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Romanization

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Encyclopedia of Global Archaeology

Introduction

This entry addresses the changing meanings of the term “Romanization” since the late nineteenth century. For much of the time between the initial introduction of this concept and the 1960s, the process of Romanization appears to have been viewed in an uncritical light by archaeologists and ancient historians. Romanization was often considered to operate as a relatively simple process through which indigenous societies across Italy and the Western Roman Empire became integrated into a civilized community. During the late nineteenth and early twentieth centuries, the ancient historians Theodor Mommsen (1817–1903) and Francis Haverfield (1860–1919) defined this concept. In many of the works that resulted from the tradition established by these two authors, Romanization was identified as a fairly simple process of social evolution, which derived its logic from the assumption that social change occurred in all societies from a primitive form to a civilized way of living and...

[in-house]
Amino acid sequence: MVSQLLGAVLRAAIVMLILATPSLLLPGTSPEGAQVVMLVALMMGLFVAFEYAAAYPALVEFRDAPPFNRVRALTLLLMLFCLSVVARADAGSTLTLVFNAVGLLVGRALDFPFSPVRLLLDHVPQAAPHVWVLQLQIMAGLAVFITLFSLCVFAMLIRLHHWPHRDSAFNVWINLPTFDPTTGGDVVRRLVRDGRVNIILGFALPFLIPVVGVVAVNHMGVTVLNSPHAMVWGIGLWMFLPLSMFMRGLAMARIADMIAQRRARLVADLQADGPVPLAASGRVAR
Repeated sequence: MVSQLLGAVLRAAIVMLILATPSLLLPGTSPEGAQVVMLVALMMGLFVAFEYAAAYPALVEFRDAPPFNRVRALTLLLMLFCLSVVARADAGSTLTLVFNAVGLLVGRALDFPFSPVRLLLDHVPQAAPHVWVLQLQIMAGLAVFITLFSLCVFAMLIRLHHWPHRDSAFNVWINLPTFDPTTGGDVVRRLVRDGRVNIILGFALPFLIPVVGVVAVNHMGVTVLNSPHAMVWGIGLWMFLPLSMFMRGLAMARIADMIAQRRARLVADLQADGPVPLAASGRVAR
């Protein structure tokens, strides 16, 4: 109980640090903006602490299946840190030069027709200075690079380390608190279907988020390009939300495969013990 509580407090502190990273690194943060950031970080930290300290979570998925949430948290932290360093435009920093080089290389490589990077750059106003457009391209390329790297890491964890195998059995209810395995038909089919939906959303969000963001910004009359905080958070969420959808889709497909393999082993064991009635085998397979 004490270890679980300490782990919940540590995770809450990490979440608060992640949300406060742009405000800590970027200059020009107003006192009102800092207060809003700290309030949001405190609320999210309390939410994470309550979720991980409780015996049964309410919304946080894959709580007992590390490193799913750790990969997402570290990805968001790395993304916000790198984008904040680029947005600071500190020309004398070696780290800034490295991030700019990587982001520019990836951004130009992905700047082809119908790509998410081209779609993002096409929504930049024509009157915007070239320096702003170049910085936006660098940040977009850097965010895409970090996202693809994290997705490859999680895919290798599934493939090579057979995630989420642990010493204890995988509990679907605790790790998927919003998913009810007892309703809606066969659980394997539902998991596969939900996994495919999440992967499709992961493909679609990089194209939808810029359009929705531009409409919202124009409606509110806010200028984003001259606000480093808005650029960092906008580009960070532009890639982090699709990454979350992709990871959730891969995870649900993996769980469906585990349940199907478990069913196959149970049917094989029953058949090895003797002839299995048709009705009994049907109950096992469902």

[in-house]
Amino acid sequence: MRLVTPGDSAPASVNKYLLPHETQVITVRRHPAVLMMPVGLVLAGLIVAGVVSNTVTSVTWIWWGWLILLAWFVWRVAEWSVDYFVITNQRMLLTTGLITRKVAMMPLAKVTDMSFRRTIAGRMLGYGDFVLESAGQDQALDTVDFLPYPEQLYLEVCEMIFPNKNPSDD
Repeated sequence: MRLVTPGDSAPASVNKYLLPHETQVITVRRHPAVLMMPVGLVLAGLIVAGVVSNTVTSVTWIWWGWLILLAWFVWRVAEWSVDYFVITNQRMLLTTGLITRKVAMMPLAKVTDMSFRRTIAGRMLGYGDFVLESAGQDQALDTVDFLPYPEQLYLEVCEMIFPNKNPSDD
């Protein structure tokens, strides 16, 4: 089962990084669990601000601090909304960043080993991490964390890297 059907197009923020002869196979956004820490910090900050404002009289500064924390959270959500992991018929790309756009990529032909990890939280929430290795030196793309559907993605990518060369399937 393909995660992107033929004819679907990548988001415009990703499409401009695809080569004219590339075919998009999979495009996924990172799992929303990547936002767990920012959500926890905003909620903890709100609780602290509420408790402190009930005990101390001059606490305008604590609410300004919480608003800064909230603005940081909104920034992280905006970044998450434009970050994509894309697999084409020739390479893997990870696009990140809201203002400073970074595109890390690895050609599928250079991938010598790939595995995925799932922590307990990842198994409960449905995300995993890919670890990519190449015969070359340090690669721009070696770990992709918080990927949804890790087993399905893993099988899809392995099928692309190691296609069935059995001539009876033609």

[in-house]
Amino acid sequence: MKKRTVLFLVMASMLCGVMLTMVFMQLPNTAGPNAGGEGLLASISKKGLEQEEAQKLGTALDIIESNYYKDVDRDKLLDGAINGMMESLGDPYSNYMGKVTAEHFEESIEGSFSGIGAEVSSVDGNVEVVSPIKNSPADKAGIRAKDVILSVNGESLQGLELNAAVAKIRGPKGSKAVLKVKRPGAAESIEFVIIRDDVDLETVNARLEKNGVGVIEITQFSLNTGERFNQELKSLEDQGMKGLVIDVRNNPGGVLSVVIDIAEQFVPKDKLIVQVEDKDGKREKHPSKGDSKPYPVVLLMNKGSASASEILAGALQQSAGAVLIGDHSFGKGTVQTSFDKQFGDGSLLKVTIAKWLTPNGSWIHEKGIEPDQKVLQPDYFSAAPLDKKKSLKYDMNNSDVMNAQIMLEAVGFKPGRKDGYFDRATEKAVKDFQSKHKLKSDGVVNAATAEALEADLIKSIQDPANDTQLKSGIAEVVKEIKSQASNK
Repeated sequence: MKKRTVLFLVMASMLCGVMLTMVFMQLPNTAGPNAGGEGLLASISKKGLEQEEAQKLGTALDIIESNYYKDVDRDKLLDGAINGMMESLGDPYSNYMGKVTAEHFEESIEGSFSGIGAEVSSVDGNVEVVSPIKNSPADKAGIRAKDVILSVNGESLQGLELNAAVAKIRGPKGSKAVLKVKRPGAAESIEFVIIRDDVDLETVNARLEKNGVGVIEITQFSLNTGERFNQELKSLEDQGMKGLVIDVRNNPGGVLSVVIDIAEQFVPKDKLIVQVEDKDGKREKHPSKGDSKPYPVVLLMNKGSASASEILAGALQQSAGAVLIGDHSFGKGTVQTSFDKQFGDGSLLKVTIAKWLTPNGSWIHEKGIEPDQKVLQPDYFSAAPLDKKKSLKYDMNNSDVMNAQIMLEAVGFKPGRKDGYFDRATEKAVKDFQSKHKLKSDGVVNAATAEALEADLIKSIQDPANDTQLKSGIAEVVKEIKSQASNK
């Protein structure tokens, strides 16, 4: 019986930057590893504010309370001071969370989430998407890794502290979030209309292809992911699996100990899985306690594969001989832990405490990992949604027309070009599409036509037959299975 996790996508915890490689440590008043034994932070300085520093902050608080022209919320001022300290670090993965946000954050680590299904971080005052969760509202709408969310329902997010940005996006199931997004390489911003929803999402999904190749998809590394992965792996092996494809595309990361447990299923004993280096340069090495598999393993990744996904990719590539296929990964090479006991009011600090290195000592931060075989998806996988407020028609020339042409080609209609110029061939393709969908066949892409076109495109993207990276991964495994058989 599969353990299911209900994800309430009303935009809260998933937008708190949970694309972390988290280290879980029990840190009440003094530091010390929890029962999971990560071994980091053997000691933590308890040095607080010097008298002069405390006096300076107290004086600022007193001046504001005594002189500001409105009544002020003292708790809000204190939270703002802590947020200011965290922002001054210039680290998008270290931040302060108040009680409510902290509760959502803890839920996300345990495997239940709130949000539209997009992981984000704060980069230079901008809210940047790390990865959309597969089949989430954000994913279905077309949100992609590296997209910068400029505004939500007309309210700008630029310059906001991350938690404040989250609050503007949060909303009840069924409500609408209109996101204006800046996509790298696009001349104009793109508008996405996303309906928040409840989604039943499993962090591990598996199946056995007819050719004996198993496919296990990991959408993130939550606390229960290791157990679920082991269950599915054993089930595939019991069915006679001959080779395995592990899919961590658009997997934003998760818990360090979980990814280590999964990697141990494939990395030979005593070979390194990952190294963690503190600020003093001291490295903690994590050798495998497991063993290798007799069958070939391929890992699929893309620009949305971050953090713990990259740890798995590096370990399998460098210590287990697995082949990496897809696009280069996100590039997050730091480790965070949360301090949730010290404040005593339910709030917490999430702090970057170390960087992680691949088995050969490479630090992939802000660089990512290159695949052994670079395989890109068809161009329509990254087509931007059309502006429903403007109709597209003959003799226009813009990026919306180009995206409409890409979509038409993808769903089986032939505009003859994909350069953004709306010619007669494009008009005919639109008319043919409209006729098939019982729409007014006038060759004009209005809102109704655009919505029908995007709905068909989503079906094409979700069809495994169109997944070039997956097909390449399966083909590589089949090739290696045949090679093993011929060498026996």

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Hingley, R. (2014). Romanization. In: Smith, C. (eds) Encyclopedia of Global Archaeology. Springer, New York, NY. https://doi.org/10.1007/978-1-4419-0465-2_942

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  • DOI: https://doi.org/10.1007/978-1-4419-0465-2_942

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